A simple interface to multiple job queue implemenations

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v1.0.0 2014-01-07 15:06 UTC


A minimalistic, generic and framework independent interface to job queues


Install via Composer:

% wget
% php composer.phar require chh/kue:*@dev



Jobs are classes which implement the Kue\Job interface. This interface specifies one method — run(). The run method is invoked by the worker script, which pulls jobs out of the queue.

Why not just implement callable?

Because if the contract is that a job must be callable, then every callback (even a Closure) can satisfy it. The problem with this approach is, that workers usually run in an other process than the script that puts the jobs into the queue. Closures and functions can't be serialized, so there's no way to transport them to the worker process. Objects can be serialized in one process and unserialized in another, and retain all their state and context.


A queue implements the Kue\Queue interface. This interface looks as follows:

interface Kue\Queue
    function push(Kue\Job $job);
    function pop();
    function flush();
    function process(Kue\Worker $worker);

The queue's responsibility is, to be the transport layer between the user who pushes jobs into the queue, and the worker script which pulls them out by polling pop() for jobs to process.

The flush() method should be called by the client after jobs have been pushed, and can be used to send multiple jobs with a more efficient transport mechanism — like a batch request.

Kue ships with a Kue\LocalQueue for development environments. This queue sends jobs to a local network socket on push(), and receives on this network socket when pop() is called.

For production it's recommended to use something like SQS behind the Queue interface.


Workers take the queue, and start polling with the pop() method for jobs.

interface Kue\Worker extends \Evenement\EventEmitterInterface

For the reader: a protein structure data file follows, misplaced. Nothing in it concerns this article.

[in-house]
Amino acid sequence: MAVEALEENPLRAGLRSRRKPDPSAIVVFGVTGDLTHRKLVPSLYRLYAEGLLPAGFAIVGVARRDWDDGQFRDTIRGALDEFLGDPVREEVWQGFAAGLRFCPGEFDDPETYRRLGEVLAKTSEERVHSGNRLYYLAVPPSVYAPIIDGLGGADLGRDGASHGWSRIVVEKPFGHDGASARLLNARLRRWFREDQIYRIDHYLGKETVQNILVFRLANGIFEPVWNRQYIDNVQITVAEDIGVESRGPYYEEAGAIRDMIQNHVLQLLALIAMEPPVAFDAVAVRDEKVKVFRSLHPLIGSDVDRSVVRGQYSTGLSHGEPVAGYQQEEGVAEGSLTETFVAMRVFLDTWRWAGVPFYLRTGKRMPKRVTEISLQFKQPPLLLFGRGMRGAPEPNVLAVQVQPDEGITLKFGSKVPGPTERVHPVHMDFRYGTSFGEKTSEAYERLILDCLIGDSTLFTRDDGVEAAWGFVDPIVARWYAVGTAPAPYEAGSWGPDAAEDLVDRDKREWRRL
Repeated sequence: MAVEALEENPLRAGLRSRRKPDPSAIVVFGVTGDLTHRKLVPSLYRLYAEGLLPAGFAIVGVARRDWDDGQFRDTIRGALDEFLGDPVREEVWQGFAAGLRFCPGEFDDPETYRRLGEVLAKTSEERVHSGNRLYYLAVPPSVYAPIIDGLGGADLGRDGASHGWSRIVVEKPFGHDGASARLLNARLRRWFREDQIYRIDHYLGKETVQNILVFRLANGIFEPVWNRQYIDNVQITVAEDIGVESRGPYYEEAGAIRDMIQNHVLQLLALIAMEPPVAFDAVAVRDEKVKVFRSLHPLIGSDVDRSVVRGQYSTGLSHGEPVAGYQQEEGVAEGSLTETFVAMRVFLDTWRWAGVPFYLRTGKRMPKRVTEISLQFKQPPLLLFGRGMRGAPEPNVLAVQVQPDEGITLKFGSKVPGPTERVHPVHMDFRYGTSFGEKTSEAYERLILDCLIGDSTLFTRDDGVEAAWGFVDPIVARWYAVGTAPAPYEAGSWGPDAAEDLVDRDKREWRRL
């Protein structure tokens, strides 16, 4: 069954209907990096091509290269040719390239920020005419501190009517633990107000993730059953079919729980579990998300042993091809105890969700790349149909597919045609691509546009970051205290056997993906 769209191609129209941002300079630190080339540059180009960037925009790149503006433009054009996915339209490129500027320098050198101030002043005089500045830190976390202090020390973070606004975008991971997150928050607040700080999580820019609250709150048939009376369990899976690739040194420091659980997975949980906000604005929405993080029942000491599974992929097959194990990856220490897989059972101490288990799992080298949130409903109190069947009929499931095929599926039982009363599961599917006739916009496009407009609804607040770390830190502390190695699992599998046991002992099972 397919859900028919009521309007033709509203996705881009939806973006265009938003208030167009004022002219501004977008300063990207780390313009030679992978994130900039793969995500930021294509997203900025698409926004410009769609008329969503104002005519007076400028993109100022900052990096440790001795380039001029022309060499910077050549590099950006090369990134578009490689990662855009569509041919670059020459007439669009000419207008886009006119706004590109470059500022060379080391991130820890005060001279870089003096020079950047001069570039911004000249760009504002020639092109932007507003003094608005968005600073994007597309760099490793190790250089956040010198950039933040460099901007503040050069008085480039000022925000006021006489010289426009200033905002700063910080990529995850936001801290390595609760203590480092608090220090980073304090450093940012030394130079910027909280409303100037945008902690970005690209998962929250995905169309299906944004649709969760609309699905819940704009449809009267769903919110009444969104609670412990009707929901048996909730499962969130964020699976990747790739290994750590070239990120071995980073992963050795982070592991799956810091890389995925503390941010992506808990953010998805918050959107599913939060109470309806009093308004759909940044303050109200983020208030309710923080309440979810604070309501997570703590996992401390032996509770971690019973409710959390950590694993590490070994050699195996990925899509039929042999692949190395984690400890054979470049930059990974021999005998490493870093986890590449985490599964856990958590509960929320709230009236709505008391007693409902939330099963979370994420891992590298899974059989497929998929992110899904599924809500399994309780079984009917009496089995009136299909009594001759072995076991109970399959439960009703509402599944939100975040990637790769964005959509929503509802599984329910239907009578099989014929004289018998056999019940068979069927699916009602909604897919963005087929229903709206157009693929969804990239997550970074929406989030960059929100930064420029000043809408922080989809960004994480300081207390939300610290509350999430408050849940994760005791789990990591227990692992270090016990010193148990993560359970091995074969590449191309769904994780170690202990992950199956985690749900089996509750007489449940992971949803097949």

function process(Kue\Queue $queue);

Workers should abstract the strategy for processing the queued jobs. The worker implementations which are shipped with Kue should be fully sufficient for most use cases.

Kue ships with these workers out of the box:

  • Kue\SequentialWorker — a simple worker which calls the queue's pop() method in a for loop, and processes jobs strictly one after the other. This is simpler and works on any platform, but should be only used for development or on Windows.
  • Kue\PreforkingWorker — an advanced worker, which starts a master process and forks a pool of worker processes, which all call pop() individually. It can run jobs concurrently and is more fault tolerant, because when a worker dies, the master simply starts up a new one. You will want to use this worker in production. It only works on *nix platforms, like OSX and Linux.

All workers are Evenement Event Emitters and emit following standard events:

  • init: Emitted before the job gets run, gets called with the job as argument.
  • success: A job was processed successfully. The handler receives the job as argument.
  • exception: An exception occured while running the job. The job and exception are passed as arguments.

The Kue\PreforkingWorker supports following additional events:

  • beforeFork: This is emitted before the worker process gets forked from the parent.
  • afterFork: Emitted from the child process after it was forked from the master. Use this to reinitialize resources in the worker process.

These workers are typically managed by the Symfony Console Command, which ships with Kue:

use Symfony\Component\Console\Application;
use Kue\Command\WorkCommand;
use Kue\LocalQueue;

$worker = new WorkCommand(new LocalQueue);

$app = new Application;


The queue worker can the be run with the kue:work command inside the Symfony Console Application. The worker implementations can be switched with the -c flag:

  • 1: The Kue\SequentialWorker is used.
  • >1: The Kue\PreforkingWorker is used, with a pool of c workers.

To attach your own event listeners to the automatically selected worker instance, you can pass an array of event names plus handlers as second argument to the command's constructor:

$webApp = new MyApplication;

$worker = new WorkerCommand(new LocalQueue, array(
    'init' => function($job) use ($webApp) {
        $job->application = $webApp;